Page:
Chapter 16
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This Little Light of Mine

Linda Williams Jackson talks with Chapter 16 about race, class, and courage

Linda Williams Jackson’s new novel, A Sky Full of Stars, comes just a year after the first in the series––Midnight Without a Moon––but not a moment too soon. The middle-grade historical novel picks up right where Moon left off: Emmett Till’s murderers have just been acquitted by an all-white jury, and the book’s hero, Rose Lee Carter, has turned down her aunt’s offer to leave the Mississippi Delta for a home in the North. Instead, she’ll stay in the South and fight for an equitable world.

Despite her resolve and the confidence of her new christening––her aunt has encouraged her to use the grown-up moniker “Rosa” instead of “Rose”––Rosa can’t deny the cold truths of Jim Crow or disputes within the resistance. Even in her own classroom, Rosa’s best friend, Hallelujah Jenkins, debates peaceful protest with Shorty, a new character who favors violent dissent. Rosa is not one to accept easy answers, and Williams allows her young protagonist to explore the philosophical and practical sides of the issue.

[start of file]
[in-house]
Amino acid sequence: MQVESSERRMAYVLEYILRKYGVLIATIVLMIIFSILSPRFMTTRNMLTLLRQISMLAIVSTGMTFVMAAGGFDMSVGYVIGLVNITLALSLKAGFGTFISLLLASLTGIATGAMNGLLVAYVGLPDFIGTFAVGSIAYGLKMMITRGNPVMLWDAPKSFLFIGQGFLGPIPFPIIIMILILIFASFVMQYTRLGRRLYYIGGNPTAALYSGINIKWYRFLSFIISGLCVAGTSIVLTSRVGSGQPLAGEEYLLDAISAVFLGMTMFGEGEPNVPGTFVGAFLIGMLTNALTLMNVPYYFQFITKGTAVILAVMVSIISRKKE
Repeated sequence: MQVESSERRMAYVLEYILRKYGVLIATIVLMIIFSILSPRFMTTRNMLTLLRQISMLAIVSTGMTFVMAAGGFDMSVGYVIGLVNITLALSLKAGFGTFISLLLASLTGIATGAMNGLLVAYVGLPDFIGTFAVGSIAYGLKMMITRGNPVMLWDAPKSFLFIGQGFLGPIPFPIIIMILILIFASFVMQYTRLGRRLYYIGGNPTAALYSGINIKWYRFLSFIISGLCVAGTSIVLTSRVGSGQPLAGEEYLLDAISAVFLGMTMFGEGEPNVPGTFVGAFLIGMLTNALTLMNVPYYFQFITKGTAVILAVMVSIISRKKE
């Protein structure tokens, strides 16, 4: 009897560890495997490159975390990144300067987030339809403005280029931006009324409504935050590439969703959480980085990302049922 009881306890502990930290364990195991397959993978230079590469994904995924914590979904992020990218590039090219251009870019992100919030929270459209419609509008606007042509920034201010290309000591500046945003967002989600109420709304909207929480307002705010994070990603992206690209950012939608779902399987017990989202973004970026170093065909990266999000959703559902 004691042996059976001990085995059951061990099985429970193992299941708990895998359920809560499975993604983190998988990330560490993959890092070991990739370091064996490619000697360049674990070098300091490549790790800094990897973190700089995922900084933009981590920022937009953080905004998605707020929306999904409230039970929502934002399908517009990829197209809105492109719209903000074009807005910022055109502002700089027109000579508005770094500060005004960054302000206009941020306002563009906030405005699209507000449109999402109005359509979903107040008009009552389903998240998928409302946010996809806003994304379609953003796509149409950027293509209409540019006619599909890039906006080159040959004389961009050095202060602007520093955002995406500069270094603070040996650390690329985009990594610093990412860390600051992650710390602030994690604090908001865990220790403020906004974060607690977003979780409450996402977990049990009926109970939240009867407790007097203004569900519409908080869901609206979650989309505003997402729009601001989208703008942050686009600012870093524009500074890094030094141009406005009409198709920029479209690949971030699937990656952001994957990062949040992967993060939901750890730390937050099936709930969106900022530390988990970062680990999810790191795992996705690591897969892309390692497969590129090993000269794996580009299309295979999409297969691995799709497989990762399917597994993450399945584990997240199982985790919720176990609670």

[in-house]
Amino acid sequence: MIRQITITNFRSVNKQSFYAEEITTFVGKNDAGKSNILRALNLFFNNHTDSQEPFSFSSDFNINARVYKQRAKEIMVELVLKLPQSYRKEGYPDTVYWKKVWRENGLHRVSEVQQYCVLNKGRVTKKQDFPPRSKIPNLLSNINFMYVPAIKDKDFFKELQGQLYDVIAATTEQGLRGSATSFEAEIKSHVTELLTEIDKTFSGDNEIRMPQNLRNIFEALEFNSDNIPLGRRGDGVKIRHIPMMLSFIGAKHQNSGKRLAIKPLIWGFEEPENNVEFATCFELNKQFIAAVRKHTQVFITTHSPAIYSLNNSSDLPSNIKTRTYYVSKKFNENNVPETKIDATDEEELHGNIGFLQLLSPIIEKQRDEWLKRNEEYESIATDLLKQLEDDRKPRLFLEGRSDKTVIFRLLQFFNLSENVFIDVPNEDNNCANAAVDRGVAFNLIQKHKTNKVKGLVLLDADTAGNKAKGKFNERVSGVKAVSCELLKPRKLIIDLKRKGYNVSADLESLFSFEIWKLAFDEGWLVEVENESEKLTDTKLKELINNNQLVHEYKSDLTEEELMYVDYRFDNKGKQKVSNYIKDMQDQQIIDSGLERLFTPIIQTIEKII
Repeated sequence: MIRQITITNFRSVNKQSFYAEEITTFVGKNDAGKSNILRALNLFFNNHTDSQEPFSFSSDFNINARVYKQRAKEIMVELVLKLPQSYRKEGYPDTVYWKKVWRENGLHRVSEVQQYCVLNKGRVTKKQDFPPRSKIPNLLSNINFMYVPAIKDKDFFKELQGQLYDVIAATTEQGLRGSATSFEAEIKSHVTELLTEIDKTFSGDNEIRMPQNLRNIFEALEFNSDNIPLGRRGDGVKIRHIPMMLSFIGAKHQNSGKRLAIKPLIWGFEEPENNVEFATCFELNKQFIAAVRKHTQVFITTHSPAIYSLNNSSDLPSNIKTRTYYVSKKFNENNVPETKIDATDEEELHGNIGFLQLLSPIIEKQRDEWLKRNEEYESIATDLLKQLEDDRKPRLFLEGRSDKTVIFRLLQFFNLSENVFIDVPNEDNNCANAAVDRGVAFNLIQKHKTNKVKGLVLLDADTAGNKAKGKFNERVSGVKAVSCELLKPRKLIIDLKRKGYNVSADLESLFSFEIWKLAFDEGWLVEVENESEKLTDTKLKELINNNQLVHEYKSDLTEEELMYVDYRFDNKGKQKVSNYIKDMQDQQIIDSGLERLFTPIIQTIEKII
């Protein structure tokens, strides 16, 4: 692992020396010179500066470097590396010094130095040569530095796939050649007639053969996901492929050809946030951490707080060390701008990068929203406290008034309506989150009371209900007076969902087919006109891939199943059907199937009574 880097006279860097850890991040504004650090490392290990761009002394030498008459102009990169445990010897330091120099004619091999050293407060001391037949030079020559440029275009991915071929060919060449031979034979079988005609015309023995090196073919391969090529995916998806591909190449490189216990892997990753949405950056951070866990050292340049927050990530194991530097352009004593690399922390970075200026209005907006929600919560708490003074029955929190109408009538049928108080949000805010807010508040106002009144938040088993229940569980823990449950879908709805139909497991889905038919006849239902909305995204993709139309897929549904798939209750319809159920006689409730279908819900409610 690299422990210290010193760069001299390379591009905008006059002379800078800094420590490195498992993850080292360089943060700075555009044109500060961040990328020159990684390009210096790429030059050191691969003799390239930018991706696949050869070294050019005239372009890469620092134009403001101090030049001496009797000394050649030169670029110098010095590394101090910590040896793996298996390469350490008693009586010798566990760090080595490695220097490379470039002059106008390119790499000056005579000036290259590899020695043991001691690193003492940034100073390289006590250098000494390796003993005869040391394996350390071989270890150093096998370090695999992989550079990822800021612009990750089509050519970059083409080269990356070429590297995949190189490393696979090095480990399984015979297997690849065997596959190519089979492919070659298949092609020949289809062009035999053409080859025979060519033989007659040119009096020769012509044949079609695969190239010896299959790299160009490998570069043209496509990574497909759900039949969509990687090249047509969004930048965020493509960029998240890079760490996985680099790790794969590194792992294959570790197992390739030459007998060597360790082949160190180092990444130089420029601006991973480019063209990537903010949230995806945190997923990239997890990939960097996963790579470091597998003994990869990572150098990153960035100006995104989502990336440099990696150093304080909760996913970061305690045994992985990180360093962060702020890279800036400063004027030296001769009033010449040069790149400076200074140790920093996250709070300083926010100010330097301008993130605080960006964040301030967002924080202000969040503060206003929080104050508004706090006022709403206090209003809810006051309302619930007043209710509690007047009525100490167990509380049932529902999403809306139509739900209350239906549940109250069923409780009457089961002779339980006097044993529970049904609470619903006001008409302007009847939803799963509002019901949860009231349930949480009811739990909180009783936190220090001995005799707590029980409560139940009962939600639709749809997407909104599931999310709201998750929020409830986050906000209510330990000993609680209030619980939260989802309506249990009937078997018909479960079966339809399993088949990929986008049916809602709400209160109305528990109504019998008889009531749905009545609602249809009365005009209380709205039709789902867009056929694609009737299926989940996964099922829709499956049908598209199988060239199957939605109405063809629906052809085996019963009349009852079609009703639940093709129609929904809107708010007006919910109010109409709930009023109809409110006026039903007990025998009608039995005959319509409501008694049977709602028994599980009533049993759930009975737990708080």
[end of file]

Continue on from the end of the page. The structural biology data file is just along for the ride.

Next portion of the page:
She lets her protagonist get furious at the world, and Rosa’s unvarnished anger is refreshing, though Rosa also has experiences that ring with optimism, as when she visits the prosperous, all-black city of Mound Bayou. Still, A Sky Full of Stars shouldn’t be just categorized as a book for middle-grade readers who are interested in civil rights. It’s a book for anyone who has ever been afraid and acted anyway.

Linda Williams Jackson recently answered questions from Chapter 16 by email.

Chapter 16: A Sky Full of Stars picks up right where Midnight Without a Moon left off, and Rose (now called by her new name, Rosa) has matured. When did you know you weren’t finished with this character and that you’d be writing a sequel?